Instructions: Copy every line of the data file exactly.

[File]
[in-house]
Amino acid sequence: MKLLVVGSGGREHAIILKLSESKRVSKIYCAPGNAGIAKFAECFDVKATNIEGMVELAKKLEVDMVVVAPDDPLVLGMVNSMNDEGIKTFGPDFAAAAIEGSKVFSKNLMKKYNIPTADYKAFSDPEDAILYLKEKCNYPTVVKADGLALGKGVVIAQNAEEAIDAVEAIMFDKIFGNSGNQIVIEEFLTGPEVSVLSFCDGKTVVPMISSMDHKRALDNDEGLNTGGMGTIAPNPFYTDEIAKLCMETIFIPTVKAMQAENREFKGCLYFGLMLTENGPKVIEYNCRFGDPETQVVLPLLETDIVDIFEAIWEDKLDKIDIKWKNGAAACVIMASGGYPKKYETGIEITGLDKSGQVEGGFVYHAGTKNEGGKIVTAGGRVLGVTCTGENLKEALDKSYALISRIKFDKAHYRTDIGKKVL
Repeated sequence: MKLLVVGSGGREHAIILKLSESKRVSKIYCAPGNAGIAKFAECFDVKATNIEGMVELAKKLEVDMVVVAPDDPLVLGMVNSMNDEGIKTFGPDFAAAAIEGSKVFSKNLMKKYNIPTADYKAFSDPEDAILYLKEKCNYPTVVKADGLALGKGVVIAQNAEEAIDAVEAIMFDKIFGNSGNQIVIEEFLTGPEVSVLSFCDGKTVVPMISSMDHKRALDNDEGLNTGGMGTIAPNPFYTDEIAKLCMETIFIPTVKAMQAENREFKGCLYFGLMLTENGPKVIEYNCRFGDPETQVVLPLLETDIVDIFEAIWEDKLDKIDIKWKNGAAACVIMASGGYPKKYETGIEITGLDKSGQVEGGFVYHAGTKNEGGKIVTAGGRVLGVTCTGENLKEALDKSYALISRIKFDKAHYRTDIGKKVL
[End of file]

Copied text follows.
[in-house]
Amino acid sequence: MKLLVVGSGGREHAIILKLSESKRVSKIYCAPGNAGIAKFAECFDVKATNIEGMVELAKKLEVDMVVVAPDDPLVLGMVNSMNDEGIKTFGPDFAAAAIEGSKVFSKNLMKKYNIPTADYKAFSDPEDAILYLKEKCNYPTVVKADGLALGKGVVIAQNAEEAIDAVEAIMFDKIFGNSGNQIVIEEFLTGPEVSVLSFCDGKTVVPMISSMDHKRALDNDEGLNTGGMGTIAPNPFYTDEIAKLCMETIFIPTVKAMQAENREFKGCLYFGLMLTENGPKVIEYNCRFGDPETQVVLPLLETDIVDIFEAIWEDKLDKIDIKWKNGAAACVIMASGGYPKKYETGIEITGLDKSGQVEGGFVYHAGTKNEGGKIVTAGGRVLGVTCTGENLKEALDKSYALISRIKFDKAHYRTDIGKKVL
Repeated sequence: MKLLVVGSGGREHAIILKLSESKRVSKIYCAPGNAGIAKFAECFDVKATNIEGMVELAKKLEVDMVVVAPDDPLVLGMVNSMNDEGIKTFGPDFAAAAIEGSKVFSKNLMKKYNIPTADYKAFSDPEDAILYLKEKCNYPTVVKADGLALGKGVVIAQNAEEAIDAVEAIMFDKIFGNSGNQIVIEEFLTGPEVSVLSFCDGKTVVPMISSMDHKRALDNDEGLNTGGMGTIAPNPFYTDEIAKLCMETIFIPTVKAMQAENREFKGCLYFGLMLTENGPKVIEYNCRFGDPETQVVLPLLETDIVDIFEAIWEDKLDKIDIKWKNGAAACVIMASGGYPKKYETGIEITGLDKSGQVEGGFVYHAGTKNEGGKIVTAGGRVLGVTCTGENLKEALDKSYALISRIKFDKAHYRTDIGKKVL